HubSpot’s stock is back over $500 and is now worth $24 billion in valuation. Adobe beats Salesforce in valuation at $430 billion vs. $207 billion. The whole market is crazy. Speaking of crazy, Okta acquired Auth0 for $6.5 billion. This episode of The Black Line Podcast we’re diving into why you as a listener should be paying attention to this acquisition, and we answer a question on whether you should or shouldn’t copy features from other businesses.
About a month ago Okta, a management and authentication company, acquired Auth0 for $6.5 billion. Why did they do it? Mike believes from a pure strategy perspective, this acquisition gives Okta the ability to stop out competition and is a way for them to move down market. Why would they do that? Mike says because enterprise has big, long, complex sales, and they can get customer lock-in. So ultimately, it’s just to be anti-competitive from Mike’s viewpoint.
So as a listener, why would you care about this?
There’s only so many authentication apps that you can go to and many of them are using Auth0. When that vendor gets a bigger bill, there’s a possibility that they’re going to charge more for their services to account for it. This is where Mike and Doug start to disagree because Doug doesn’t believe that’s what causes price increases. Companies charge more because they can, not because costs are increasing.
For Mike being in the SaaS world, he sees how costs increase, but that doesn’t mean that they’re going to translate to the customer. To everyone listening, it’s less about the cost that is going to be an impact for you and more about the lack of innovation. That’s a secondary issue that will affect you as a user. As costs increase, that will force companies to allocate resources elsewhere which puts an impact on innovation and growth. The fact that Okta acquired Auth0 means that they now have the upper hand with what gets built out and thought about which could be drastically different from how Auth0 was thinking about their customers and adjusting for them. That’s the secondary impact that we all need to be thinking about more.
Can you master both SMB and enterprise?
No because it’s hard to put your full attention on both. When companies switch from SMB to enterprise, you can feel the shift. There’s less support, and support can become more complicated because the company is focusing on enterprise customers. If you’re an Auth0 customer, your question should be - are you an Okta afterthought? Are your needs being taken care of? When you start selling to enterprise, you start to see a lot of disruption and shift of focus.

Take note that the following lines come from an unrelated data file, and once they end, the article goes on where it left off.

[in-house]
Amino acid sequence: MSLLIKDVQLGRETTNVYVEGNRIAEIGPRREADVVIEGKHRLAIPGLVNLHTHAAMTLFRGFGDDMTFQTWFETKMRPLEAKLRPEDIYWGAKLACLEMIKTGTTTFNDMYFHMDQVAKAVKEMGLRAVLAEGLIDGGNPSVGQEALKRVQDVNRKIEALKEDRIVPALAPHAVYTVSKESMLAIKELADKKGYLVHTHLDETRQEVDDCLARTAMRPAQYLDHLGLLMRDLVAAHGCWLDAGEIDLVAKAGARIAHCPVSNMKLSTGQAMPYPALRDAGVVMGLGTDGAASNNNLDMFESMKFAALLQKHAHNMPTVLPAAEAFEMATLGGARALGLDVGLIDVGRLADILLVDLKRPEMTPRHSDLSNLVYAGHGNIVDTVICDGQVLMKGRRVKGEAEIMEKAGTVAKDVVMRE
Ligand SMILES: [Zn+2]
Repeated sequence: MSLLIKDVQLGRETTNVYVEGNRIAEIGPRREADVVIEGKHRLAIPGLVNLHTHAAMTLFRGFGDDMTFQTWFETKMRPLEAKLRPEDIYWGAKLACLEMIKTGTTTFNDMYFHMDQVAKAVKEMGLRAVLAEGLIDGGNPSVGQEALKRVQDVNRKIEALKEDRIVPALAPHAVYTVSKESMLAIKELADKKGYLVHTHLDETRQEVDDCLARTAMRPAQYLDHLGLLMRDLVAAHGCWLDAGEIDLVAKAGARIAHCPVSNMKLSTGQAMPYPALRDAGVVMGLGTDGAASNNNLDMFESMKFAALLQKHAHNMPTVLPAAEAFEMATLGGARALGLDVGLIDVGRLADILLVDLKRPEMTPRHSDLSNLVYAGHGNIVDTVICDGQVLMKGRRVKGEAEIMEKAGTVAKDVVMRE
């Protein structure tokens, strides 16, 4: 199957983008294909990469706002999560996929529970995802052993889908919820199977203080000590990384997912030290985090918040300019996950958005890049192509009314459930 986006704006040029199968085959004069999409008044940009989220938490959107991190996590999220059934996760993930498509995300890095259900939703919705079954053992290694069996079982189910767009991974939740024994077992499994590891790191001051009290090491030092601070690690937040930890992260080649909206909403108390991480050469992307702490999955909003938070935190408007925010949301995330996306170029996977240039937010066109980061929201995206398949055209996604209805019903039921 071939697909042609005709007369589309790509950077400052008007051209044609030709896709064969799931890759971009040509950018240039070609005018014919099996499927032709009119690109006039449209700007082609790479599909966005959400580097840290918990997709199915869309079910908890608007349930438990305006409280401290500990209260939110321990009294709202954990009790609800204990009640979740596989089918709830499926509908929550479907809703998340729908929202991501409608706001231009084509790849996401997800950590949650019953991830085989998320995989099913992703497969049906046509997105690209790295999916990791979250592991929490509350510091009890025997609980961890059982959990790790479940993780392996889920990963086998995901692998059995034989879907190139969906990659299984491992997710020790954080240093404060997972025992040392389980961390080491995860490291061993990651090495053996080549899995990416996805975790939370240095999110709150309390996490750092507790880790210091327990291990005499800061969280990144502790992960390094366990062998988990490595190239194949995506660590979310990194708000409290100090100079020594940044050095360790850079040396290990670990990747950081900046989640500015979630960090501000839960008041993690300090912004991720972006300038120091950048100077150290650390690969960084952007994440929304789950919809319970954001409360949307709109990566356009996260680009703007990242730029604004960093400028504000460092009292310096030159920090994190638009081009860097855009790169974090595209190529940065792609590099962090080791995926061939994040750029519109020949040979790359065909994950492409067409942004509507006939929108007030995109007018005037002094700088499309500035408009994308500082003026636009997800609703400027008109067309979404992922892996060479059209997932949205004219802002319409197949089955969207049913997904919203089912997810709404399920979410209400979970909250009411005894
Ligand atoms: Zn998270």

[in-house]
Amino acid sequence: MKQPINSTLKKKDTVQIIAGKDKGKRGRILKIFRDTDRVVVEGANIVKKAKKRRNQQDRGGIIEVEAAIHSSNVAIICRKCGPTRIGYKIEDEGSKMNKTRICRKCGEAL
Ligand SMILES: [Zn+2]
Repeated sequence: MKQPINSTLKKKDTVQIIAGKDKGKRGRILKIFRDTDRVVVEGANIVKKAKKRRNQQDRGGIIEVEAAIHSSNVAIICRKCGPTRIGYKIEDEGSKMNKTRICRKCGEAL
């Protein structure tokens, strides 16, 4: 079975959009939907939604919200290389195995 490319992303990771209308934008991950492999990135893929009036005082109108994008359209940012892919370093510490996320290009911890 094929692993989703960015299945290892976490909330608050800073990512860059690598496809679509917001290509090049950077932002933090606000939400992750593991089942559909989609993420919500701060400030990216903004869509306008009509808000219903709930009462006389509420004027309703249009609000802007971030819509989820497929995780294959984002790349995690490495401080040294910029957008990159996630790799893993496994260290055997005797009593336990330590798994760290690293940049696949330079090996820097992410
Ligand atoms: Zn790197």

All things considered, consolidation is going to increase. For every 2 companies that combine, 3 new ones come in to the MarTech industry. The rate of consolidation is increasing and there are downstream effects. Why should you be paying attention to this acquisition? Some of it is because we don’t know why. This hasn’t happened before in the growth history of SaaS. The smartest people will tell you that you should be paying attention to the 2nd and 3rd degree effects of these things rather than the 1st because those other effects are going to have more of an impact on you and your business.
Question of the episode: Social platforms like Twitter & LinkedIn have announced that they are building out a feature similar to Clubhouse. Is it a smart idea for them to do so? Is there a lesson that businesses can take away from apps copying features?
Mike starts this section off by saying he has no clue what clubhouse is so it’s hard for him to answer the first part of the question. In terms of copying, there is a tremendous amount of copying going on in every aspect of every business. His fear is that it causes little innovation, but for some companies it makes sense.
What’s the lesson?
From Mike’s perspective you have to ask if it’s core to your business and is it addressing a significant problem?
Doug goes into a story about when he used to work at a rental car place called Alamo. They were big because they did free miles. Hertz came in and eventually after being in the industry for a while did all free miles too. And they were smart to do so.
Mike asks - would you say copying 1. Slows down innovation but 2. Commoditized the market? Doug believes copying commodities which isn’t good, bad or neutral. It just is.
LinkedIn is trying to offer similar features because every social platform is trying to fight for time and attention. It’s almost by definition that social platforms need to commoditize. That’s why Facebook has won in a sense because everyone is there.
What small and mid-sized companies can learn from this is to be careful on what you base your positioning on. What is the real cost to someone to copy it and how easy is it for someone to copy it? Things are going to get copied, and copying from a tactical standpoint is a neutralizing tactic. People look at copying and think that it has to be as good as what they’re copying. It doesn’t matter if you do it 10x better because when you neutralize something it becomes just a box that people check off. You have to think about where you are going to build your company to be different so that you can make that aspect stronger, and you have to think about where you can neutralize so that when someone’s boss asks if your company can do all these things, the answer is yes. If it’s core to your business you shouldn’t copy. If it isn’t core, copy it. It’s okay to copy. Copying is a tactic. You’re going to copy and be copied. You need to ask yourself where you are going to be different and stay focused on that.
Mike - Learn from, but play your own game.
Doug - In the US, for the next week or so the weather is supposed to be pretty good. Take some time to go soak in the sun. This year is going to be crazy, so make sure you are rested and ready for it.